Then one day I got Jeremy Harmer’s book “The Practice of English Language Teaching” and found out more about the discovery technique i.e. the ways to encourage students “to work out for themselves how language forms are constructed and used”. How does it work? Let me show you an example.
Put your students into pairs and give them the following exercise:
A: It's a lovely summer day, isn't it?
B: Sunny and not too hot. You like summer, don't you?
A: To be honest, I prefer spring. But we haven't had much of it this year, have we?
B: You're right. It rained a lot, didn't it? I thought I'd turn into a mushroom.
Read the dialogue and pay attention to the words in red. They are called question tags. Now answer these questions:
1. What is the position of question tags in the sentence?
2. What do you notice about the word order?
3. Some are negative whereas one is positive. Can you figure out what the form depends on?
4. As you can see, the examples show the use of different auxiliary verbs. Can you explain the choice?
Can we use the same technique when teaching new vocabulary in a reading material? Of course, we can. I rarely pre-teach new vocabulary. I usually have my students read a text and try to guess the meaning of unfamiliar words from the context. What are the benefits of such approach? First of all, it makes them look for the overall meaning of the text. It makes them examine both context and grammar for clues. They become more engaged as readers. In order not to get them overwhelmed by dozens of new words, especially if the text is long, I always remind them that not all the words are equally important and that they should focus on those that are relevant to the story. When they fail to figure out the meaning of some words on their own, I use the technique I was taught by Andrew Weiler during his presentation “Ways of Teaching Vocabulary Using Reading Material”. The idea is to help students work out the meaning of a word by asking them questions which will lead them to the right answer. In other words, we should not explain the meaning of a word, but use questions to elicit the meaning.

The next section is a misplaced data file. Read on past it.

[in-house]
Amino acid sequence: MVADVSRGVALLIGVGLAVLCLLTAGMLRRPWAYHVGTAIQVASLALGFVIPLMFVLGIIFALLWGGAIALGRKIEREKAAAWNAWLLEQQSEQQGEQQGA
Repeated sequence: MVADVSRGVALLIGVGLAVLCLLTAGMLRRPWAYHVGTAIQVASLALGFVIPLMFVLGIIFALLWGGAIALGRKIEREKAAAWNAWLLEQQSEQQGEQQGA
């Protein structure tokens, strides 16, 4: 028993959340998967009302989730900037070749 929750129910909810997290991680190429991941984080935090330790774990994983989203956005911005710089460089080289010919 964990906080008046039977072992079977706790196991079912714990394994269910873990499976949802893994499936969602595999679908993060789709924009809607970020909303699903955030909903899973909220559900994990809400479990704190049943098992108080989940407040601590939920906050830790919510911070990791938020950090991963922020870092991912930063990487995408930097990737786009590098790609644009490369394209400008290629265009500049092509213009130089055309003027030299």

Let me illustrate how it works.
“The British tradition of explorers dates back centuries, when intrepid men set across the ocean to discover new lands. The public have always looked up to these explorers as heroes, even if they were unsuccessful.” (taken from the text ‘A British Tradition’, Solutions, intermediate, OUP)
Who does the word describe? What qualities do you need to be an explorer? Look at the second sentence where the word ‘heroes’ is mentioned. What kind of a person do we regard as a hero? What do heroes and explorers often face?
Look up (to someone)
Look at the second part of the sentence: ‘even if they were unsuccessful’. Does it imply people are indifferent to explorers? What does it suggest? What feelings do explorers inspire in people?
These are possible questions I use with my students. The trick is to guide them step by step, adapting your questions to their response.
To be honest, this technique is time-consuming and cannot be put to practice at any time. Still, by using it, we do not enable our students only to learn new vocabulary. We help them become better learners. They ask questions in L2, look for clues, guess the meaning, discuss it, and think about the overall meaning of the text.